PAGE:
“Well, you’re… you’re my prince.”

“No, my name. I went by one, once.”

“Do I have three guesses?”

“No. You had all night to discover it; now you only have to say it.”

“But – ” she stepped back from his cold grin. “I don’t know your name.”

“Of course you don’t, you didn’t ask.” He stepped toward her. “All of those questions, and not one was for my name. You didn’t ask how old I am or where I came from. You didn’t ask how long I’ve been enslaved to the pin or even if it was my choice to be your escort.”

“I can ask now, can’t I?”

“It’s too late now.” He flourished his other hand; somehow it held the pin box. “If I was willing to risk my freedom, perhaps I could save you. But I’m not.”

“I gave you the pin like you wanted!”

“I told you the risk was for me and me alone. You said that’s what you desired, but you lied, didn’t you? You gave me the pin to keep me in your service. You liked that I did everything for you and nothing for myself. You accepted that I was a souvenir you had purchased. And like so many others, you never questioned the price. Now you’ll find out for yourself.” He opened the box, and stuck the pin inside.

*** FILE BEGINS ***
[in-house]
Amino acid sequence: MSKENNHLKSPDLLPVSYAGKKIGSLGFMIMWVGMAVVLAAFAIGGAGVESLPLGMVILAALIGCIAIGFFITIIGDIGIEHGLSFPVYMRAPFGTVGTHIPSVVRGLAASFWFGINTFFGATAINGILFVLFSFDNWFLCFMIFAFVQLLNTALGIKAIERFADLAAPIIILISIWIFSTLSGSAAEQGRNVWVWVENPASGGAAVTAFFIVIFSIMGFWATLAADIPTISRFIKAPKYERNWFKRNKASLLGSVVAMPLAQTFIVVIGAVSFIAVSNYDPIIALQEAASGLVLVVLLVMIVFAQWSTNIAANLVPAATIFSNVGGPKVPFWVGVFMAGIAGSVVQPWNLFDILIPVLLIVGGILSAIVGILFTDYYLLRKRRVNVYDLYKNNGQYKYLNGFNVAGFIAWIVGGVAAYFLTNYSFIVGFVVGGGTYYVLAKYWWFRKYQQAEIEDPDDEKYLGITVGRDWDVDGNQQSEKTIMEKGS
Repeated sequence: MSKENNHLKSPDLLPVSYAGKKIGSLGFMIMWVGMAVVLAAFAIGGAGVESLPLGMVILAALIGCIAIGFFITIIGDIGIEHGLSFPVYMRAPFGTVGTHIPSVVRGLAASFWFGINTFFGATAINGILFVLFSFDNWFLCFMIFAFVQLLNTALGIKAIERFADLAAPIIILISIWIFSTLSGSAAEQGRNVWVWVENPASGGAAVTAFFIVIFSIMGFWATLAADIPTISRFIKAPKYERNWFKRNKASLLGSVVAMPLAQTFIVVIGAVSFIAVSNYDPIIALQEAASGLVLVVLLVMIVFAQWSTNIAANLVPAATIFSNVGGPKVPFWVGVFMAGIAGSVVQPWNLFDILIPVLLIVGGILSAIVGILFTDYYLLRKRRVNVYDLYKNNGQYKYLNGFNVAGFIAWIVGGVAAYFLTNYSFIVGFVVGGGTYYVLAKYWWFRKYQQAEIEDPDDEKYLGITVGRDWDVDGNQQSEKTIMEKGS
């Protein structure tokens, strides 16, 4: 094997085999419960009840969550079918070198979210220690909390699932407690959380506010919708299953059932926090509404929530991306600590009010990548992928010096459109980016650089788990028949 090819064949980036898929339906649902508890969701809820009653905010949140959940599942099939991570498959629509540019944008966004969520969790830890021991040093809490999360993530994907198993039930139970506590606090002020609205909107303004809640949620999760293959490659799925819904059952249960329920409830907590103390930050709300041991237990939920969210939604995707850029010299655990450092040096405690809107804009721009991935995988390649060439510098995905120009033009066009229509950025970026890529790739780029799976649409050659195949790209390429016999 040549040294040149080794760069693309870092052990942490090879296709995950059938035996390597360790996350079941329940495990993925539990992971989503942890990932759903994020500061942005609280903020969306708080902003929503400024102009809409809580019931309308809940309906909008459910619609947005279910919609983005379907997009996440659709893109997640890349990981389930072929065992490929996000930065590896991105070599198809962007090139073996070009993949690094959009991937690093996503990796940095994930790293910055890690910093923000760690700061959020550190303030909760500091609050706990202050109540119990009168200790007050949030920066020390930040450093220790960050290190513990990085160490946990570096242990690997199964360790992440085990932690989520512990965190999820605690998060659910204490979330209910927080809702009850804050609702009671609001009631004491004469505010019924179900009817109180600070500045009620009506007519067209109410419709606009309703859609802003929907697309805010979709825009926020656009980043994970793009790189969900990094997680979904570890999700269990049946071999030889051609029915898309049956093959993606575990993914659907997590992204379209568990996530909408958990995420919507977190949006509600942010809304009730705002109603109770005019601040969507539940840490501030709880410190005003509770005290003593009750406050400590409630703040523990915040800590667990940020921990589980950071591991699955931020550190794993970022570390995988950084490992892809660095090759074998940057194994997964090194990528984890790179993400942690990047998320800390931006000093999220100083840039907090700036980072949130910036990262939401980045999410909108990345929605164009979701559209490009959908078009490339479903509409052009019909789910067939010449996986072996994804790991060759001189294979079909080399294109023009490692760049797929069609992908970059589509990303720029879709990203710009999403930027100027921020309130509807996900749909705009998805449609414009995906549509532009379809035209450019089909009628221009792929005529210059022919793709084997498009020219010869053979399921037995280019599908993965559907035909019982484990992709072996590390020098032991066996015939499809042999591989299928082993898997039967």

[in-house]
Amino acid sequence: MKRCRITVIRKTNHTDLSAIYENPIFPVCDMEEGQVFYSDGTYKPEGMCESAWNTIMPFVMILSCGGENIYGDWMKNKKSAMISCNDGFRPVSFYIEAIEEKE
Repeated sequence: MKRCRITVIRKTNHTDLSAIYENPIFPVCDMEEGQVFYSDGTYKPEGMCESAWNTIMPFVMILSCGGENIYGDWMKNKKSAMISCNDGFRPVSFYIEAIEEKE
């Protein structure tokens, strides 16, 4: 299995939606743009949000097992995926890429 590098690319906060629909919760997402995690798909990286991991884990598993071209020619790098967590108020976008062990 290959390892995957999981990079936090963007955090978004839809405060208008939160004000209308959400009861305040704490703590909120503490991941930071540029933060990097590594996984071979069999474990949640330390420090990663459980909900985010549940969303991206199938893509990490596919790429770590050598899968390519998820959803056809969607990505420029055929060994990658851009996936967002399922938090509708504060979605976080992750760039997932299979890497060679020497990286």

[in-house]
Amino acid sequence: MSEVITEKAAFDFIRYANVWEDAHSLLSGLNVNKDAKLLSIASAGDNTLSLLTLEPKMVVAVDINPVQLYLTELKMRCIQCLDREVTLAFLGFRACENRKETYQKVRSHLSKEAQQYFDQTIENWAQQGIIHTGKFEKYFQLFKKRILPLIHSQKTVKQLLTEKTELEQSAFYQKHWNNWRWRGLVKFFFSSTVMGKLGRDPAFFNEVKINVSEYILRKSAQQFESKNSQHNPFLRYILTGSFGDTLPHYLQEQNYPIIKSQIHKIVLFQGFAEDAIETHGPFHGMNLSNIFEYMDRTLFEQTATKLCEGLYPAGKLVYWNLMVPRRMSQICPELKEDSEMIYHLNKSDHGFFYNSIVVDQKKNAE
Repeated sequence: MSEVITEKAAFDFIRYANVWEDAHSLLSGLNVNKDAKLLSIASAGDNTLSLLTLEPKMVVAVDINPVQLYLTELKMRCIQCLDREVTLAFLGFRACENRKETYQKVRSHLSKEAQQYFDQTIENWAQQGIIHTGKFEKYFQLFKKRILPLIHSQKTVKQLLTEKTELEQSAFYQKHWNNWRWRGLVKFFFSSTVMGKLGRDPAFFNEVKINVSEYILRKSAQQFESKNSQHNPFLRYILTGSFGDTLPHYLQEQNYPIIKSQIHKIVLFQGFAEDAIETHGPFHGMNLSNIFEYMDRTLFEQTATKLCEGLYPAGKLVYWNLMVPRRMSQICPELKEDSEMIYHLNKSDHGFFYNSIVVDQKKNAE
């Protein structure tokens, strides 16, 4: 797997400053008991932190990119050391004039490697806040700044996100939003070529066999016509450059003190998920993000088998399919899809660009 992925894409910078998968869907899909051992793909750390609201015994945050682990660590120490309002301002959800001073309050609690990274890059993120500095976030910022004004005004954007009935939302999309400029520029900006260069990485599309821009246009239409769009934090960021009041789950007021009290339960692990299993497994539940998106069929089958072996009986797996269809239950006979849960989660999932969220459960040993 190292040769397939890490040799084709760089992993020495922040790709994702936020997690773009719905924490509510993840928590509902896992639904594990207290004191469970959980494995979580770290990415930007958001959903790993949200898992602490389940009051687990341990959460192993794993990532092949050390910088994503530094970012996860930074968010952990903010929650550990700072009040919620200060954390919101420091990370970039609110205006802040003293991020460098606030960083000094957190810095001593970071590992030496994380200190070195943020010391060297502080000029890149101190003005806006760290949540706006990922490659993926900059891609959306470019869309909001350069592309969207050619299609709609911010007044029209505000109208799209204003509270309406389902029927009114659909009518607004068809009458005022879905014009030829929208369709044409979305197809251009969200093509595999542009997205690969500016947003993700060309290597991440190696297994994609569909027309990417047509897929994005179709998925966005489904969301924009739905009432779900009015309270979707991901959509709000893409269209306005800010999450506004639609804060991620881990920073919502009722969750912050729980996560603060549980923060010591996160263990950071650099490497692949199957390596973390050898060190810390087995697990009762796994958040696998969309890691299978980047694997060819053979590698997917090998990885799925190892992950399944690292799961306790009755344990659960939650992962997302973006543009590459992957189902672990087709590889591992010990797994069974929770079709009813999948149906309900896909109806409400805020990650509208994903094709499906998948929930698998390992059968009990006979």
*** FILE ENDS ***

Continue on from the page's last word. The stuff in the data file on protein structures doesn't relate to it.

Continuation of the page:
“What do you mean I’ll find out?”

The box snapped shut; the clap echoed through the gymnasium.

Silence. Bethany glanced around. Lips moved but held no voice; glasses fell but gave no clatter. The world faded even as it grew, like mountains in mist. A wooden gate soared before her, opening to swallow her within. Its great doors were etched with calligraphy.

Heed lest you forget
The mask claims a debt
That soon comes due

To rekindle the eyes
For eternal reprise
The task falls on you